Beauty / Feminism / Society & Culture / Staff Picks

Shimmer & Shine: A Feminist’s Make-Up Tutorial Guide

Below is a step-by-step guide on how to apply a smoky eye, in just a few short minutes: 

Make-up, like everything else, should be a choice. I choose to use cosmetics, not because it is deemed as more attractive in pop culture, but because I simply enjoy it. I enjoy the process of choosing colors, blending, and experimenting. I’ve always been particularly interested in replicating different fashions and aesthetics from various decades. There seems to be subtle tension when feminism and make-up is discussed together; some men and women seem to think feminists have a dress-code. Per the stereotype, feminists are supposed to reject all modern approaches to femininity, such as applying cosmetics or taking an interest in fashion at all.

By rejecting our femininity, women are implying there is something wrong with enjoying fashion. This rejection also implies enjoying and participating in fashion is strictly a feminine trait not shared with masculinity, which is false. Fashion can be a tool to better represent your inner personality, to experiment with aesthetic, thus experiment and evolve your personality. I do not think it is necessary, nor would I ever push anyone to dress and act a certain way. However, I feel the backlash between feminism and make-up should be reconciled, because duality is beautiful in its contradictions and imperfections.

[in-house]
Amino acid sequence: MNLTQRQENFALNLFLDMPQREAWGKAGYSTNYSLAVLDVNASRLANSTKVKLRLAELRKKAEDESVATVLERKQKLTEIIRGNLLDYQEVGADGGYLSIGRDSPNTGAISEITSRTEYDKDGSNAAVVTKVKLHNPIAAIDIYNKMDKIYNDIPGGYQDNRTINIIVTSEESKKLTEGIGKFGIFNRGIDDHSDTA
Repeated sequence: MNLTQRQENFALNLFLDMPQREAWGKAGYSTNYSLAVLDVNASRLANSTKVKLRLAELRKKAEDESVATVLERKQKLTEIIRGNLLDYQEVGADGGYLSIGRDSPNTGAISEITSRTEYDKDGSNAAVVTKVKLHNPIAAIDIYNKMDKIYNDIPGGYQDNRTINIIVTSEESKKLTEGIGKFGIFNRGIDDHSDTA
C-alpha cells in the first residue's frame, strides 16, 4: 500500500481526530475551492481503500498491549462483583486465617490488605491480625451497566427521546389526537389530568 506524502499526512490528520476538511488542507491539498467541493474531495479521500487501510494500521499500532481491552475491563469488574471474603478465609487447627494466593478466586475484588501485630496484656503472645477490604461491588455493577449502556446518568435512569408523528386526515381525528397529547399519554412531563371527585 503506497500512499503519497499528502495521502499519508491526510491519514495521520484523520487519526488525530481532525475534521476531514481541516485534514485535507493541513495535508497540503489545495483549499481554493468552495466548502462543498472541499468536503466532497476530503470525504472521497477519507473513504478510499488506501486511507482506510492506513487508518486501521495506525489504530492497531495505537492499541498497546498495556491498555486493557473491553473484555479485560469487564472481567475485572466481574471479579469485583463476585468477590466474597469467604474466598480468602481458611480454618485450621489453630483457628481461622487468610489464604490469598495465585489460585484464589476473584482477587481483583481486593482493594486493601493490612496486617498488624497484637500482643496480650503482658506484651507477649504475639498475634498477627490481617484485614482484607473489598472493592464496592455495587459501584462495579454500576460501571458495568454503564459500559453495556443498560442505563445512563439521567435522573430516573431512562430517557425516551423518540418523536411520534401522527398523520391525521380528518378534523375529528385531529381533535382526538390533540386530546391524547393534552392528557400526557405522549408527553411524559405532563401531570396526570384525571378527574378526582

Wearing make-up does not mean I am a pawn of the patriarchy, it does not mean I make choices to simply attract men; for me, it gives me control over how I appear to others. It allows me to continually mold my personality. If women are allowed the freedom of choice, then it makes most sense that women should look exactly how they desire, not by what uniform they are meant to wear based on cultural and societal expectations. Of course, I also fully encourage wearing make-up not to hide a person’s features, but only to have fun.

Having feelings of being unattractive without using cosmetics is clearly not healthy, but those feelings do not necessarily mean cosmetics are the culprit, but the ways in which the products are being advertised in media is the true malefactor. This distinction is subtle, but crucial to identify–a woman’s choice to do what she wants with her face is her own, no one else’s.

Joanna C. Valente currently lives in Brooklyn, where she is a part-time mermaid. She received her MFA in poetry writing from Sarah Lawrence College. Some of her words can be found in decomP, Thrush Poetry Journal, La Fovea, The 22 Magazine, and other places. In 2010, she founded Yes, Poetry. Her ghost resides here@joannasaid


One thought on “Shimmer & Shine: A Feminist’s Make-Up Tutorial Guide

  1. Pingback: Be Sweet To Your Face: Makeup Remover Magic With Coconut Oil & Beeswax |

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